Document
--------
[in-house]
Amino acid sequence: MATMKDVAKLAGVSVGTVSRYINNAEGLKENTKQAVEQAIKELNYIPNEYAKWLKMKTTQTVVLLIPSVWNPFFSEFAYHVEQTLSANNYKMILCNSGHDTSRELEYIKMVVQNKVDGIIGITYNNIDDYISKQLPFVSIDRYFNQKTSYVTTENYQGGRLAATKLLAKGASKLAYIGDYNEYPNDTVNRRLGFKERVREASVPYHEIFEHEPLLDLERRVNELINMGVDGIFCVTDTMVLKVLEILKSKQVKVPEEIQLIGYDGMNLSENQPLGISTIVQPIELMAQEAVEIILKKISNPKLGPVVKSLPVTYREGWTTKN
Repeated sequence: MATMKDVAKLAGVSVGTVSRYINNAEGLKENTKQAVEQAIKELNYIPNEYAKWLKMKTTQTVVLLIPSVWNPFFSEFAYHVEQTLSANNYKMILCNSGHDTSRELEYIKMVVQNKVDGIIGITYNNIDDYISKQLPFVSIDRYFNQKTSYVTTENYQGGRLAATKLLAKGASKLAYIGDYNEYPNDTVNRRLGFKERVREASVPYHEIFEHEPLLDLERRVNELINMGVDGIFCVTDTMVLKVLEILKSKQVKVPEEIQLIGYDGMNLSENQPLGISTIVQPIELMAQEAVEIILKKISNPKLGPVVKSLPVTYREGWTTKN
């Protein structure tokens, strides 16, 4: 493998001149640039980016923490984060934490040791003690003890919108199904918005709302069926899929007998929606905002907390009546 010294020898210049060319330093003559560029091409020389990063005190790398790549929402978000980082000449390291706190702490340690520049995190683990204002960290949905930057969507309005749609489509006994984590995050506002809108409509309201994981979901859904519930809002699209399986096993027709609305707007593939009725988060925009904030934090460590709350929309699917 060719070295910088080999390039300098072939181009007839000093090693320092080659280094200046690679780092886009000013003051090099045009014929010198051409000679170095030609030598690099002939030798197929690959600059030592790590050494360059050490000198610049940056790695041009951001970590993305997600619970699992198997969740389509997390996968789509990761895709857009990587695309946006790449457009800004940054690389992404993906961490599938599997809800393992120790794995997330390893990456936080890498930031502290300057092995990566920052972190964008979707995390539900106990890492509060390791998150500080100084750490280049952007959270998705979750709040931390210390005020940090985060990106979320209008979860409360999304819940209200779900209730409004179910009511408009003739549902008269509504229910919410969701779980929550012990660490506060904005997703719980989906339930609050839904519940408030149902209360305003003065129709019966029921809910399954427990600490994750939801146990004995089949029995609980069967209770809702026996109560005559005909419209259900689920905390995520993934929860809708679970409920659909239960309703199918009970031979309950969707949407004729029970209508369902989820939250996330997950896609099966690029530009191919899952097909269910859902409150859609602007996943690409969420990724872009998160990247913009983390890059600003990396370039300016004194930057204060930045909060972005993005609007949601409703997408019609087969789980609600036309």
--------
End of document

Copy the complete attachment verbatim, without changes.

[in-house]
Amino acid sequence: MATMKDVAKLAGVSVGTVSRYINNAEGLKENTKQAVEQAIKELNYIPNEYAKWLKMKTTQTVVLLIPSVWNPFFSEFAYHVEQTLSANNYKMILCNSGHDTSRELEYIKMVVQNKVDGIIGITYNNIDDYISKQLPFVSIDRYFNQKTSYVTTENYQGGRLAATKLLAKGASKLAYIGDYNEYPNDTVNRRLGFKERVREASVPYHEIFEHEPLLDLERRVNELINMGVDGIFCVTDTMVLKVLEILKSKQVKVPEEIQLIGYDGMNLSENQPLGISTIVQPIELMAQEAVEIILKKISNPKLGPVVKSLPVTYREGWTTKN
Repeated sequence: MATMKDVAKLAGVSVGTVSRYINNAEGLKENTKQAVEQAIKELNYIPNEYAKWLKMKTTQTVVLLIPSVWNPFFSEFAYHVEQTLSANNYKMILCNSGHDTSRELEYIKMVVQNKVDGIIGITYNNIDDYISKQLPFVSIDRYFNQKTSYVTTENYQGGRLAATKLLAKGASKLAYIGDYNEYPNDTVNRRLGFKERVREASVPYHEIFEHEPLLDLERRVNELINMGVDGIFCVTDTMVLKVLEILKSKQVKVPEEIQLIGYDGMNLSENQPLGISTIVQPIELMAQEAVEIILKKISNPKLGPVVKSLPVTYREGWTTKN
């Protein structure tokens, strides 16, 4: 493998001149640039980016923490984060934490040791003690003890919108199904918005709302069926899929007998929606905002907390009546 010294020898210049060319330093003559560029091409020389990063005190790398790549929402978000980082000449390291706190702490340690520049995190683990204002960290949905930057969507309005749609489509006994984590995050506002809108409509309201994981979901859904519930809002699209399986096993027709609305707007593939009725988060925009904030934090460590709350929309699917 060719070295910088080999390039300098072939181009007839000093090693320092080659280094200046690679780092886009000013003051090099045009014929010198051409000679170095030609030598690099002939030798197929690959600059030592790590050494360059050490000198610049940056790695041009951001970590993305997600619970699992198997969740389509997390996968789509990761895709857009990587695309946006790449457009800004940054690389992404993906961490599938599997809800393992120790794995997330390893990456936080890498930031502290300057092995990566920052972190964008979707995390539900106990890492509060390791998150500080100084750490280049952007959270998705979750709040931390210390005020940090985060990106979320209008979860409360999304819940209200779900209730409004179910009511408009003739549902008269509504229910919410969701779980929550012990660490506060904005997703719980989906339930609050839904519940408030149902209360305003003065129709019966029921809910399954427990600490994750939801146990004995089949029995609980069967209770809702026996109560005559005909419209259900689920905390995520993934929860809708679970409920659909239960309703199918009970031979309950969707949407004729029970209508369902989820939250996330997950896609099966690029530009191919899952097909269910859902409150859609602007996943690409969420990724872009998160990247913009983390890059600003990396370039300016004194930057204060930045909060972005993005609007949601409703997408019609087969789980609600036309």